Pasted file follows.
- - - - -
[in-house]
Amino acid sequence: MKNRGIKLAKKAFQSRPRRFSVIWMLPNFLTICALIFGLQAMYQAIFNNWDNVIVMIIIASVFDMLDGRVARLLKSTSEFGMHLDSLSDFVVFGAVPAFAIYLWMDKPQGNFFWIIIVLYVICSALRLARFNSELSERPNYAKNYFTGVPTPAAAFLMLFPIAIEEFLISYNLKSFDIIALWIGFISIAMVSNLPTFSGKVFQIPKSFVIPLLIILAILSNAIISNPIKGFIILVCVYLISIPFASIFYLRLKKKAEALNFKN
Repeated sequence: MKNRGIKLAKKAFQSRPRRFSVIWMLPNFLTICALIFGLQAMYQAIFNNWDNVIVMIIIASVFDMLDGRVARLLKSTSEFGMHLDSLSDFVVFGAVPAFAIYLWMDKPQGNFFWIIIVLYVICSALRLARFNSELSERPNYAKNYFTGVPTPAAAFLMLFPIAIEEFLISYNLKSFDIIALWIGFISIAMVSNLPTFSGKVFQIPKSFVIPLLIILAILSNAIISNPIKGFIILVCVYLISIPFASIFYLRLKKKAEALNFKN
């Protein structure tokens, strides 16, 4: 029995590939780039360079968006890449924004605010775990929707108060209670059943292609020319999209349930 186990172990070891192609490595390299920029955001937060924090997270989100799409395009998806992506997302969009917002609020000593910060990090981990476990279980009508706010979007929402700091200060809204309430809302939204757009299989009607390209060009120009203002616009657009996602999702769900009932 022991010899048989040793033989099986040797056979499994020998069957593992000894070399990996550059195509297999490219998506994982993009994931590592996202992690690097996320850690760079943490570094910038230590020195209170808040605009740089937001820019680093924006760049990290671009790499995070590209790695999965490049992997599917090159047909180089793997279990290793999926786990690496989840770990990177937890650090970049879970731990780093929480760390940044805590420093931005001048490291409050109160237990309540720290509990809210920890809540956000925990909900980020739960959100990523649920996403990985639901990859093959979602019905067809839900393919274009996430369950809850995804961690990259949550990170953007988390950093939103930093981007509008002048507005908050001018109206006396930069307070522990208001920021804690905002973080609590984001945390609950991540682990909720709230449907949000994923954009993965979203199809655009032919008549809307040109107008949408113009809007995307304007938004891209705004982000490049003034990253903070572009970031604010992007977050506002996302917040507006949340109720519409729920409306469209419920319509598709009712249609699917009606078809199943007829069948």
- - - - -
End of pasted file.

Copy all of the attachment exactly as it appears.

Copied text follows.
[in-house]
Amino acid sequence: MKNRGIKLAKKAFQSRPRRFSVIWMLPNFLTICALIFGLQAMYQAIFNNWDNVIVMIIIASVFDMLDGRVARLLKSTSEFGMHLDSLSDFVVFGAVPAFAIYLWMDKPQGNFFWIIIVLYVICSALRLARFNSELSERPNYAKNYFTGVPTPAAAFLMLFPIAIEEFLISYNLKSFDIIALWIGFISIAMVSNLPTFSGKVFQIPKSFVIPLLIILAILSNAIISNPIKGFIILVCVYLISIPFASIFYLRLKKKAEALNFKN
Repeated sequence: MKNRGIKLAKKAFQSRPRRFSVIWMLPNFLTICALIFGLQAMYQAIFNNWDNVIVMIIIASVFDMLDGRVARLLKSTSEFGMHLDSLSDFVVFGAVPAFAIYLWMDKPQGNFFWIIIVLYVICSALRLARFNSELSERPNYAKNYFTGVPTPAAAFLMLFPIAIEEFLISYNLKSFDIIALWIGFISIAMVSNLPTFSGKVFQIPKSFVIPLLIILAILSNAIISNPIKGFIILVCVYLISIPFASIFYLRLKKKAEALNFKN
């Protein structure tokens, strides 16, 4: 029995590939780039360079968006890449924004605010775990929707108060209670059943292609020319999209349930 186990172990070891192609490595390299920029955001937060924090997270989100799409395009998806992506997302969009917002609020000593910060990090981990476990279980009508706010979007929402700091200060809204309430809302939204757009299989009607390209060009120009203002616009657009996602999702769900009932 022991010899048989040793033989099986040797056979499994020998069957593992000894070399990996550059195509297999490219998506994982993009994931590592996202992690690097996320850690760079943490570094910038230590020195209170808040605009740089937001820019680093924006760049990290671009790499995070590209790695999965490049992997599917090159047909180089793997279990290793999926786990690496989840770990990177937890650090970049879970731990780093929480760390940044805590420093931005001048490291409050109160237990309540720290509990809210920890809540956000925990909900980020739960959100990523649920996403990985639901990859093959979602019905067809839900393919274009996430369950809850995804961690990259949550990170953007988390950093939103930093981007509008002048507005908050001018109206006396930069307070522990208001920021804690905002973080609590984001945390609950991540682990909720709230449907949000994923954009993965979203199809655009032919008549809307040109107008949408113009809007995307304007938004891209705004982000490049003034990253903070572009970031604010992007977050506002996302917040507006949340109720519409729920409306469209419920319509598709009712249609699917009606078809199943007829069948």